Sumo wrestling is a way of life and requires a lifetime dedication. It can take up to 10 years to become a professional. Teenage boys join schools to learn the basics of Sumo and Sumo wrestling scouts choose the athletic ones with stocky builds. They won't choose the obese boys because that indicates a lack of discipline.
Sumo wrestlers are called rikishi.
A respectable rikishi weighs at least 200kg (440lbs) and up to 280 kg (616 lbs). There is no weight division so basically, the bigger you are, the better.
Steps to becoming as fat as a Sumo wrestler
Skip breakfast. Rikishis wake up at 4-5 am and will only have their first meal at midday. Not only does this slow down their metabolism encouraging fat storage, but they’re starving at this point and can eat 5-10 times the amount an average person will eat. Rikishis eat only 2 very large meals a day.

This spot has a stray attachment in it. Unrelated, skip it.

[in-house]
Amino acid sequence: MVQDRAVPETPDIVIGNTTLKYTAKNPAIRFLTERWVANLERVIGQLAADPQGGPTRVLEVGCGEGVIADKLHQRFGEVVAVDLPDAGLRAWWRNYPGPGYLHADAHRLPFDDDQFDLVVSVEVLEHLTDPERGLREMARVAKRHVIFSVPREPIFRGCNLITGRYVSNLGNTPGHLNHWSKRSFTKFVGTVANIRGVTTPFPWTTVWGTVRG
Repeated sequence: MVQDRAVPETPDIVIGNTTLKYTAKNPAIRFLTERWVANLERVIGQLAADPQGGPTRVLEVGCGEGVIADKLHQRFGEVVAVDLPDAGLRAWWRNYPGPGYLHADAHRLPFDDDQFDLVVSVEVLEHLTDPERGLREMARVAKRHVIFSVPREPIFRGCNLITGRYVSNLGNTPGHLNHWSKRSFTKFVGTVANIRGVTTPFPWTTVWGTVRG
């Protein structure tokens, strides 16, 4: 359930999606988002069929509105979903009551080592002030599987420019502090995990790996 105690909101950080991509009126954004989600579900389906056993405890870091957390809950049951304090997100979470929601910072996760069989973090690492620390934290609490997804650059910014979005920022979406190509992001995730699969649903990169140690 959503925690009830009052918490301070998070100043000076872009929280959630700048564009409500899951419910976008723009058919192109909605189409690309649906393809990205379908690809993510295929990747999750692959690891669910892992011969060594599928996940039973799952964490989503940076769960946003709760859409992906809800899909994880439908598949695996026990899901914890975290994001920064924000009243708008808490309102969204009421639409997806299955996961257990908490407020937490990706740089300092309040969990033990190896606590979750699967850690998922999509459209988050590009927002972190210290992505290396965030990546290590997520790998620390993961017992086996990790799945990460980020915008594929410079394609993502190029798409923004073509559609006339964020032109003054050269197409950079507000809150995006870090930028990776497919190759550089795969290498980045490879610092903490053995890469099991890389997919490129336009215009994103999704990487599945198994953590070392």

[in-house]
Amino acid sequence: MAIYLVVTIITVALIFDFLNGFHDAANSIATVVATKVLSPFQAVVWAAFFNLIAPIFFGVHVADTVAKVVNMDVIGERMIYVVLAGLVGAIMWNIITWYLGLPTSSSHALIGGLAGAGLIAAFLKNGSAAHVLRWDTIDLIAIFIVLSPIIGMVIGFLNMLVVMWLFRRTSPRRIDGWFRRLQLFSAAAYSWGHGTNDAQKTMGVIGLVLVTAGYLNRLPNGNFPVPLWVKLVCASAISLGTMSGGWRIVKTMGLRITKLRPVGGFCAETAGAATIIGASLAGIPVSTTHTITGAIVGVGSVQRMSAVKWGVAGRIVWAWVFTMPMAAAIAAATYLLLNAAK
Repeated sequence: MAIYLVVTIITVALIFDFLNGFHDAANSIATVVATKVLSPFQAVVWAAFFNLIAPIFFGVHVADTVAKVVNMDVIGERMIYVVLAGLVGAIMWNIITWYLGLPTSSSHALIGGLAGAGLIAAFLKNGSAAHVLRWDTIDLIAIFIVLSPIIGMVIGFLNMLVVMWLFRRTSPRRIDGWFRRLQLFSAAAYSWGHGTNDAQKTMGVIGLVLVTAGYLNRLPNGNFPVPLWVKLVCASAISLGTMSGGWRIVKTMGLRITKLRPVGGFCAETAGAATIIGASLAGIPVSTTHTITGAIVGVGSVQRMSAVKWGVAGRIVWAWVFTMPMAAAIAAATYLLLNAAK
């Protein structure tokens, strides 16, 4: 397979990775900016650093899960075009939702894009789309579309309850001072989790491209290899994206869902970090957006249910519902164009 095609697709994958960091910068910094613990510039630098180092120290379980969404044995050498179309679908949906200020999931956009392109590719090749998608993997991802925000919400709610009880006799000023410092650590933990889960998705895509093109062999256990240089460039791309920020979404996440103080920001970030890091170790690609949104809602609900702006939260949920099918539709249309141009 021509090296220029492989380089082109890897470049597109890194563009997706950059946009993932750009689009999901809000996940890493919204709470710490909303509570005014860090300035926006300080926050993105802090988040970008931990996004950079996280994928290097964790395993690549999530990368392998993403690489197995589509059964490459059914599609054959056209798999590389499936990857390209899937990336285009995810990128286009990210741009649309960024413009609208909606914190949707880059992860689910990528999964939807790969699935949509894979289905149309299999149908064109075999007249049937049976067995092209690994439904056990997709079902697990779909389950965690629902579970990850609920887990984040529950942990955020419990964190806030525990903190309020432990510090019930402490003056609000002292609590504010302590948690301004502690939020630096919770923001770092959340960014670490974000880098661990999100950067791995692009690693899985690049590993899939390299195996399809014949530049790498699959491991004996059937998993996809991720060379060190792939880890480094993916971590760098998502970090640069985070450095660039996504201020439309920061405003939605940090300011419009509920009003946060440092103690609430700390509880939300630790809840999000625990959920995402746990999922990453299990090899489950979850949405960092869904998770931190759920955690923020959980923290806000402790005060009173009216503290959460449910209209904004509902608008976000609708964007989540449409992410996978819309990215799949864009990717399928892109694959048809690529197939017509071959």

Eat very large amounts of food. One of the heaviest rikishis in history, at 285kg, could eat 10 bowls of stew*, 8 bowls of rice, 130 pieces sushi and 25 portions of barbecued beef at one sitting. Rikishis eats, on average, 10 000 calories a day.
*The traditional meal is a stew called chanko-nabe and is pictured above. It contains meat (fish, seafood, chicken, pork or beef) and is served with rice and vegetables.
Drink a lot of alcohol. Sumo wrestlers drink a lot of beer which contains a lot of calories and leads to weight gain.
Sleep after you eat. Sumo wrestlers sleep for 3-4 hours following their large meal. Perfect way to avoid burning off those calories.
If you do decide to follow these steps, be aware that this lifestyle is not without its risks. The average life expectancy of a rikishi is 65 years old, 10 years below that of the average Japanese male. Their risk of type 2 diabetes, high cholesterol, blood pressure, heart attacks and gout is much higher than the average population's. Their heavy weight is a strain on the joints, increasing their risk of arthritis. Due to their high alcohol intake, they are more prone to liver problems.